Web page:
Exploration of toxic Tiger Rattlesnake venom advances use of genetic science techniques

January 19, 2021

The Tiger Rattlesnake possesses the simplest, yet most toxic venom of any rattlesnake species, and now new research from a team lead by a University of South Florida biologist can explain the genetics behind the predator's fearsome bite.

Published in the new edition of "Proceedings of the National Academy of Sciences," USF Department of Integrative Biology Assistant Professor Mark Margres and colleagues across the southeastern United States have sequenced the genome of the Tiger Rattlesnake to understand the genotype of the venom trait. Despite the simplicity of the Tiger Rattlesnake's venom, Margres says it is roughly 40 times more toxic than the venom of the Eastern Diamondback Rattlesnakes here in Florida.

Their work is the most complete characterization of the venom gene-regulatory network to date and its identification of key mechanisms in producing the particularly toxic venom will help scientists explain a wide array of genetic questions.

"Simple genotypes can produce complex traits," Margres said. "Here, we have shown the opposite is also true - a complex genotype can produce simple traits."

Margres collaborated with colleagues at Clemson University, Florida State University and the University of South Alabama, in the project, which sought to explain whether trait differences are derived from differences in the number of genes, their sequence or how they are regulated. Their work is only the second time a rattlesnake genome has been decoded.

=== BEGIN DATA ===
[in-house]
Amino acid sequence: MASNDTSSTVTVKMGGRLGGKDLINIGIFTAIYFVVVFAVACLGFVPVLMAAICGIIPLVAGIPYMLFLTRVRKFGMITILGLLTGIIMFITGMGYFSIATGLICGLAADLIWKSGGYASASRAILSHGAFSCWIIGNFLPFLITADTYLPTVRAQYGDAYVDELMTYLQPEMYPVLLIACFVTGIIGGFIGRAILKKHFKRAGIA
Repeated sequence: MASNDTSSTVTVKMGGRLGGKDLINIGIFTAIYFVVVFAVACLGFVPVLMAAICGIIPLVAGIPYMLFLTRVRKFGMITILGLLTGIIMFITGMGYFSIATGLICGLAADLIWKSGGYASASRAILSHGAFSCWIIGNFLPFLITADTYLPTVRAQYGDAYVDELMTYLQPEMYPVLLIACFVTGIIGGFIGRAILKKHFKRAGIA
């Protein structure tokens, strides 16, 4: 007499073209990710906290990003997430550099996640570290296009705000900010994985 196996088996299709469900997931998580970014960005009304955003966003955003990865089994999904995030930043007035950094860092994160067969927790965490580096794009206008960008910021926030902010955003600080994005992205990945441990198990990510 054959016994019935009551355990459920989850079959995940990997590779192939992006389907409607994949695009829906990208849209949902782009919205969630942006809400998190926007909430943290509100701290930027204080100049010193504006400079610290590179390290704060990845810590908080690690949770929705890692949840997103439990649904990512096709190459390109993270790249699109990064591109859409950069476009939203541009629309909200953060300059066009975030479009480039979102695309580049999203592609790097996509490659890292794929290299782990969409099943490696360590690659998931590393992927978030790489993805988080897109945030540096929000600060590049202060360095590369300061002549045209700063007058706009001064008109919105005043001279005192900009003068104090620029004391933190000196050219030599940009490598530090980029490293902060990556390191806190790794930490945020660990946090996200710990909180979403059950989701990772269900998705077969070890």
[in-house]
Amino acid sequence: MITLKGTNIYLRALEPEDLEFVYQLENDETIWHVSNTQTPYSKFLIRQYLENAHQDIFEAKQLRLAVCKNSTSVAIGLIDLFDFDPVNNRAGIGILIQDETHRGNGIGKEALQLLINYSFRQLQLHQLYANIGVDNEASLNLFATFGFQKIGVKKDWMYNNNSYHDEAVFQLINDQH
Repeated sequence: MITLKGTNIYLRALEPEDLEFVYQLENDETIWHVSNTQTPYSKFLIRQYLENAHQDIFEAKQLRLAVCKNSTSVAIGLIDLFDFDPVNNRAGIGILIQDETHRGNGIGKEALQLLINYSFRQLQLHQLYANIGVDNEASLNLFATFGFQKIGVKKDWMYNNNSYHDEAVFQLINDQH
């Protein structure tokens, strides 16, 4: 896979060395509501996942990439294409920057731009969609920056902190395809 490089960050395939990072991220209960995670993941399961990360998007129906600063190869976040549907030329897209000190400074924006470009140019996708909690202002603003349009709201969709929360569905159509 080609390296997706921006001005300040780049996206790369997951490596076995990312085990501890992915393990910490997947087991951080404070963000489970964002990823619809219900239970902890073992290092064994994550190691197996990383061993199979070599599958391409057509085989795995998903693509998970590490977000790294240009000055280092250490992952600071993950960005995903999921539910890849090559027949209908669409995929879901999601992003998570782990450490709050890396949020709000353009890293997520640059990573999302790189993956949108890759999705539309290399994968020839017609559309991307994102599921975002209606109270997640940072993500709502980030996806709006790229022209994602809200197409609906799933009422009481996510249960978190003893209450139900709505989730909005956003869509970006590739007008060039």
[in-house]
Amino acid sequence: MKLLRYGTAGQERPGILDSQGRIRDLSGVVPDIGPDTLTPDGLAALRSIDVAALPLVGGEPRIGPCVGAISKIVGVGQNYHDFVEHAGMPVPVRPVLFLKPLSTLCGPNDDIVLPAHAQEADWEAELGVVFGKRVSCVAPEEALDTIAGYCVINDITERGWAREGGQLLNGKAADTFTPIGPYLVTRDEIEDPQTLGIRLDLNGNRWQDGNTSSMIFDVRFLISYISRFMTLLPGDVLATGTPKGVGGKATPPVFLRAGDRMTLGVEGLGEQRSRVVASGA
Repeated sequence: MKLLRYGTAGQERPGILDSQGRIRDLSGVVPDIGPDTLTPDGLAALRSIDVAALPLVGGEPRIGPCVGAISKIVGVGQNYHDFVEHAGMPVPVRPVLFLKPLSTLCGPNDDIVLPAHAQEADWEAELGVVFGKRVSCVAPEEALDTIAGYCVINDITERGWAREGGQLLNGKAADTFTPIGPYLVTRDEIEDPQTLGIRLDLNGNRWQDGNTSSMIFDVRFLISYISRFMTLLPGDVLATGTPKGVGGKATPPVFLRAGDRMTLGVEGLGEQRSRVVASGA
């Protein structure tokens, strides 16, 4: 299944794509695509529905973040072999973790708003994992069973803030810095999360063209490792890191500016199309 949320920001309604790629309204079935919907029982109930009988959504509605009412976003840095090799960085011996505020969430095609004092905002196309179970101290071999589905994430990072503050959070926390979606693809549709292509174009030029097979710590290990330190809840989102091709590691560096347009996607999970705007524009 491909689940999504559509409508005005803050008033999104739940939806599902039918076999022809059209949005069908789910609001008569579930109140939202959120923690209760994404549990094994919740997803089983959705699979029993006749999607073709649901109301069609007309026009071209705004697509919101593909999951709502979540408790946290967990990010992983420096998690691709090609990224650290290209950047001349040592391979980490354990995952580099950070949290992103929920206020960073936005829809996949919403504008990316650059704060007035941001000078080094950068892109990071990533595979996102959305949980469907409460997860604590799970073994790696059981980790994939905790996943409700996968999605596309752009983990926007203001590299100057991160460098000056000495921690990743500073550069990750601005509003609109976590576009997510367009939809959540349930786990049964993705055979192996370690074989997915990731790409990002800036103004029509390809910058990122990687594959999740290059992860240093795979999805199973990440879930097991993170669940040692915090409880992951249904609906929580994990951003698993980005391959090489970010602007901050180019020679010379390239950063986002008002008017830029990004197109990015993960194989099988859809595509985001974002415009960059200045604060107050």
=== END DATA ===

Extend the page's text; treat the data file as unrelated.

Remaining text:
An organism's genotype is the set of genes it carries, and its phenotype is all of its observable characteristics, which can be influenced by its genes, the environment in which it lives, and other factors. Evolutionary biologists work to understand how genes influence the variation in phenotype among otherwise similar organisms. In this case, they looked at why different species of rattlesnakes differ in venom composition and toxicity.

Tiger Rattlesnakes are native to the Sonoran Desert of southern Arizona and northern Mexico where the relatively small pit viper preys on lizards and rodents. While some species of rattlesnakes have complex venoms that are the result of scores of genes, Margres said the Tiger Rattlesnake's venom is quite simple - as few as 15 of its 51 toxic-producing genes actively drive the production of proteins and peptides that attacks its prey's nervous system, forces blood pressure to drop and causes blood clotting to cease.